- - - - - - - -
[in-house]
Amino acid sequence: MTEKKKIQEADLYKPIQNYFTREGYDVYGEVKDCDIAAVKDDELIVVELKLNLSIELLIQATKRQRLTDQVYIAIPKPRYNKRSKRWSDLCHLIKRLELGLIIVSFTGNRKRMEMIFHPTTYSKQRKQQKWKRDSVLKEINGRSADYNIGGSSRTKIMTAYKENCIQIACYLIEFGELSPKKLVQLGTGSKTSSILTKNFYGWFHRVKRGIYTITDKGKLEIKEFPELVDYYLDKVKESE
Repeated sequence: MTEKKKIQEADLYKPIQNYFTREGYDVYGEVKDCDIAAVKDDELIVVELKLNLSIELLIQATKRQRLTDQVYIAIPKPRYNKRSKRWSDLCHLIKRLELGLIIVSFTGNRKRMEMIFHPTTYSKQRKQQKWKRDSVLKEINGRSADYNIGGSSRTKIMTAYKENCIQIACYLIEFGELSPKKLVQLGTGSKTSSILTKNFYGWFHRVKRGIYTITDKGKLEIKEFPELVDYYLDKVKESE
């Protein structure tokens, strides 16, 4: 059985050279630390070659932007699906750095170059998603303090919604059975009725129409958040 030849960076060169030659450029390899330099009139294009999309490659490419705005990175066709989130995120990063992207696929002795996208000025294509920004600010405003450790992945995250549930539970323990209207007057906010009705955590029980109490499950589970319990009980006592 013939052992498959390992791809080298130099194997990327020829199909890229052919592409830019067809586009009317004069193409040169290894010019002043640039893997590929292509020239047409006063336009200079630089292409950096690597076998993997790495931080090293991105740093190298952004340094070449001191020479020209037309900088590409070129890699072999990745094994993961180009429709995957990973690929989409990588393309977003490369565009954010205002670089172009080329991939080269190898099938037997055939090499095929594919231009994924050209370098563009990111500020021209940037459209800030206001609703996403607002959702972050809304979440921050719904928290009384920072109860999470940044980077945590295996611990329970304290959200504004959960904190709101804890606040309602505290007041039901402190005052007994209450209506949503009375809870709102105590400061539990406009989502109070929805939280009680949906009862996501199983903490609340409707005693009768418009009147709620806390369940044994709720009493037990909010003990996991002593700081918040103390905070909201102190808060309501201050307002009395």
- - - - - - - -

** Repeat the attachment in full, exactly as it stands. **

[in-house]
Amino acid sequence: MTEKKKIQEADLYKPIQNYFTREGYDVYGEVKDCDIAAVKDDELIVVELKLNLSIELLIQATKRQRLTDQVYIAIPKPRYNKRSKRWSDLCHLIKRLELGLIIVSFTGNRKRMEMIFHPTTYSKQRKQQKWKRDSVLKEINGRSADYNIGGSSRTKIMTAYKENCIQIACYLIEFGELSPKKLVQLGTGSKTSSILTKNFYGWFHRVKRGIYTITDKGKLEIKEFPELVDYYLDKVKESE
Repeated sequence: MTEKKKIQEADLYKPIQNYFTREGYDVYGEVKDCDIAAVKDDELIVVELKLNLSIELLIQATKRQRLTDQVYIAIPKPRYNKRSKRWSDLCHLIKRLELGLIIVSFTGNRKRMEMIFHPTTYSKQRKQQKWKRDSVLKEINGRSADYNIGGSSRTKIMTAYKENCIQIACYLIEFGELSPKKLVQLGTGSKTSSILTKNFYGWFHRVKRGIYTITDKGKLEIKEFPELVDYYLDKVKESE
């Protein structure tokens, strides 16, 4: 059985050279630390070659932007699906750095170059998603303090919604059975009725129409958040 030849960076060169030659450029390899330099009139294009999309490659490419705005990175066709989130995120990063992207696929002795996208000025294509920004600010405003450790992945995250549930539970323990209207007057906010009705955590029980109490499950589970319990009980006592 013939052992498959390992791809080298130099194997990327020829199909890229052919592409830019067809586009009317004069193409040169290894010019002043640039893997590929292509020239047409006063336009200079630089292409950096690597076998993997790495931080090293991105740093190298952004340094070449001191020479020209037309900088590409070129890699072999990745094994993961180009429709995957990973690929989409990588393309977003490369565009954010205002670089172009080329991939080269190898099938037997055939090499095929594919231009994924050209370098563009990111500020021209940037459209800030206001609703996403607002959702972050809304979440921050719904928290009384920072109860999470940044980077945590295996611990329970304290959200504004959960904190709101804890606040309602505290007041039901402190005052007994209450209506949503009375809870709102105590400061539990406009989502109070929805939280009680949906009862996501199983903490609340409707005693009768418009009147709620806390369940044994709720009493037990909010003990996991002593700081918040103390905070909201102190808060309501201050307002009395």